Jimmy Carter and Gerald Ford: a lesson in how political rivals can be friends

By Dan Cravens

The election of 1976 was a pivotal one.  During the past four years, America had just lost the Vietnam War, President Nixon had resigned over the Watergate Scandal, former Vice President Spiro Agnew had been convicted of tax evasion, and the economy was doing poorly.

The circumstances were daunting for Republican President Gerald Ford.  During the 1972 election Ford was not on the ballot for either president or vice president.  He was instead serving minority leader in the U.S. House.  Ford was nominated to become vice president, by the then embattled President Nixon, to replace Spiro Agnew.  Upon Nixon’s resignation on Aug. 9th, 1974, Ford became president.

Ford in 1976 sought to be elected to the presidency in his own right.  However, he faced an uphill task. 

The first challenge he faced was within the Republican Party.  The conservative wing of the party supported Ronald Reagan.  Reagan waged a strong campaign against Ford, and came close to defeating him from the Republican nomination.

Ford’s next challenge was an unlikely one, Georgia Gov. Jimmy Carter.  Carter at the start of the presidential campaign season was relatively unknown.  A common political joke during the 1976 campaign was people referring to Carter as “Jimmy who?”  His name recognition among Democratic voters at the start of his campaign was at 2 percent according to polling data at the time.

Carter soon proved to be effective campaigner.  He worked hard. Shared his vision of government in a book he authored, “Why Not the Best?” Carter’s efforts paid dividends, he won the Iowa caucus, and won several Southern primaries, after it was clear that George Wallace was not a viable candidate for President.

Carter won the Democratic nomination beating Gov. Wallace, Gov. Jerry Brown, Idaho’s Sen. Frank Church, Rep. Mo Udall, and Sen. Scoop Jackson. However, the 1976 general election would prove a more difficult test of his ability as a presidential candidate.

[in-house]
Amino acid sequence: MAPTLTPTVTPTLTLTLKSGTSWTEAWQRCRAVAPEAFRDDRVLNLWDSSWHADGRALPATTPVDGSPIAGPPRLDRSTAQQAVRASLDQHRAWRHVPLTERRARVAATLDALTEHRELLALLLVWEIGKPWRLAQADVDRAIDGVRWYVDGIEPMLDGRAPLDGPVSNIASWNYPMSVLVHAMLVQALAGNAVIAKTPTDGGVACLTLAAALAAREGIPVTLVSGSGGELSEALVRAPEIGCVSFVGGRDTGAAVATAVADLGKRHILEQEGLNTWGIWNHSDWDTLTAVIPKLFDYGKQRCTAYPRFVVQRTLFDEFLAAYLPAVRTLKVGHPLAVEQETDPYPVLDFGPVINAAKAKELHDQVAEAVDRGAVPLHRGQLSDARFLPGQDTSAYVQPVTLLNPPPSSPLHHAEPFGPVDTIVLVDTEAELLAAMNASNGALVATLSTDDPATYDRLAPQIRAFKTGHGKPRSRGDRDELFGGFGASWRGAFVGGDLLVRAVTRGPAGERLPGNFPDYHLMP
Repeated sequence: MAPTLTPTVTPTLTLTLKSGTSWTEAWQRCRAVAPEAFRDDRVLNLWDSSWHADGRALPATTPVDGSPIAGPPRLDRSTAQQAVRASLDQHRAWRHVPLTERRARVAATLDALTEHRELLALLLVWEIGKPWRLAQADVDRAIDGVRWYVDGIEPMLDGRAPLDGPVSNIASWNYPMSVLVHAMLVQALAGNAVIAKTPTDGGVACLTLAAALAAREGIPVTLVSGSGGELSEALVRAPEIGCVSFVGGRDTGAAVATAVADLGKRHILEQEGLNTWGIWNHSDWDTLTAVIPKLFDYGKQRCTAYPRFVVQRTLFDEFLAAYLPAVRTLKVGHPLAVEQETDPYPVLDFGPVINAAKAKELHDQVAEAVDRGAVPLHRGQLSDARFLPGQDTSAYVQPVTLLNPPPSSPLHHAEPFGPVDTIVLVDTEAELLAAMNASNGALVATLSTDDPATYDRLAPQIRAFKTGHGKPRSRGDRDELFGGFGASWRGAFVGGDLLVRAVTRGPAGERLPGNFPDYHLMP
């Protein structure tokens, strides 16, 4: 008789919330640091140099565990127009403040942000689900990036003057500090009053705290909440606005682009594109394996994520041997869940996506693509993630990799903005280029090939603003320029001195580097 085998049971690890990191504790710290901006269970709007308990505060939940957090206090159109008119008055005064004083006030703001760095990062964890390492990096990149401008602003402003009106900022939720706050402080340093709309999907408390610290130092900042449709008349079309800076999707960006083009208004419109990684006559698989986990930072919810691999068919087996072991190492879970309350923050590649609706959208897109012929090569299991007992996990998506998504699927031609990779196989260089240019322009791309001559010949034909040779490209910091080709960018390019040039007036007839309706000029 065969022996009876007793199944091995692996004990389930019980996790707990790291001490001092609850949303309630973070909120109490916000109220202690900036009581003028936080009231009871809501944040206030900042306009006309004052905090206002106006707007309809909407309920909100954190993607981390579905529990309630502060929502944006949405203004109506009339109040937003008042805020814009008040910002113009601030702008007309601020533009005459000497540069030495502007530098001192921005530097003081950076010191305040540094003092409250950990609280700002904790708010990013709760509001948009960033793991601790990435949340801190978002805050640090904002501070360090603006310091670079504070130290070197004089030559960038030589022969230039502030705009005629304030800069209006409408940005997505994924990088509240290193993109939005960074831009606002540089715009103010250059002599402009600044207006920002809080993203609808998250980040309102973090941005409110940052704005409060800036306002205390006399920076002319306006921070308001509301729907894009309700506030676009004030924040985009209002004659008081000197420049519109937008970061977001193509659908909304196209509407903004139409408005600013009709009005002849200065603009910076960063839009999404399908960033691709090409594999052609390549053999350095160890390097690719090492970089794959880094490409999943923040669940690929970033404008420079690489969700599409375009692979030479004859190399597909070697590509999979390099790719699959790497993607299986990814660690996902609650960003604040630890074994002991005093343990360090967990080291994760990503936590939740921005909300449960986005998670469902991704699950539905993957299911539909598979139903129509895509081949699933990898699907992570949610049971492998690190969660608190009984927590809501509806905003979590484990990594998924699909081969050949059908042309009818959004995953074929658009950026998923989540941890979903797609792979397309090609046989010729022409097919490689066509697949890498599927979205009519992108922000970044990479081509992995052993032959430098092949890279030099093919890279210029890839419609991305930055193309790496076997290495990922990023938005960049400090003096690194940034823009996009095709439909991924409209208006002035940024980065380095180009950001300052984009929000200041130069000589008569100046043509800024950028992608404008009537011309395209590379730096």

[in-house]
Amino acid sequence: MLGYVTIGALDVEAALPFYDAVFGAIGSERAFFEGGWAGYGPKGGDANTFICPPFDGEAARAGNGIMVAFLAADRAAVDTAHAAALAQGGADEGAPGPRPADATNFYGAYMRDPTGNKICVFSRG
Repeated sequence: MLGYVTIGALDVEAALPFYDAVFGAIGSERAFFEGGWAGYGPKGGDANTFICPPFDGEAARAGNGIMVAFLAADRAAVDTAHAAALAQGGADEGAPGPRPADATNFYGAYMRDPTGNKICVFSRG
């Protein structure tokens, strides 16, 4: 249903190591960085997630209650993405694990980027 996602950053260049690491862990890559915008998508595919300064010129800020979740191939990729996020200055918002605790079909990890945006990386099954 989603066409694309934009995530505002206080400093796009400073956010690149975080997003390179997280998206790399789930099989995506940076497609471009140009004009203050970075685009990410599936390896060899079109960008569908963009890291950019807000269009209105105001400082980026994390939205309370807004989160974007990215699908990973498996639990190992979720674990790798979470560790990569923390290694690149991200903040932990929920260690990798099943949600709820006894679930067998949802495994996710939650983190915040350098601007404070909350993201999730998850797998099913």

The 1976 election was a closely contested one. Ford, after receiving his party’s nomination, trailed Carter badly in the polls.  However, after the presidential debates, Ford began to regain ground on Carter. 

But on election night, Carter was able to garner 297 electoral votes, just 27 more than the 270 needed for election. The popular vote was close as well. Carter garnered 50 percent of the popular vote, to Ford’s 48 percent. The election was so close that a switch of 3,687 votes in Hawaii and 5,559 votes in Ohio would have tipped the election to Ford. 

Many political scientists feel that if the election had been a week later, Ford’s momentum would have pushed his campaign forward and he would have beat Carter.

Ford was gracious in defeat, as was Carter in victory.  Ford offered his help to Carter in the transition of power.  Carter accepted Ford’s offer.  Carter for his part during his inaugural address, did a rare thing, he praised his opponent Ford. Carter said, “For myself and for our nation, I want to thank my predecessor for all he has done to heal our land.”

During Carter’s presidency, Ford got regular briefs on foreign and domestic policy issues. Ford’s advice was sought and freely given, even during the 1980 presidential campaign when he campaigned against Carter, and considered a possible running mate for Ronald Reagan.

Ford and Carter were political rivals, and both men were openly critical of each other’s policies. But that criticism was not personal, and they remained close friends.

Even at the local level, elections and campaigns can create hard feelings, and division. There is a lesson candidates and office-holders can learn from Jimmy Carter and Gerald Ford. One can campaign hard, and disagree with your opponent, but without personal animosity.

Perhaps the conduct of Jimmy Carter and Gerald Ford toward each other can be an example to candidates in the 2016 election.

Dan Cravens lives in Blackfoot, with wife Jill, and family.  He holds a law degree from Gonzaga University, a Master of Arts in Government from Regent University, and is a candidate for Doctor of Business Administration degree from Argosy University – Salt Lake City, and served as the Bingham County Republican Central Committee Chairman.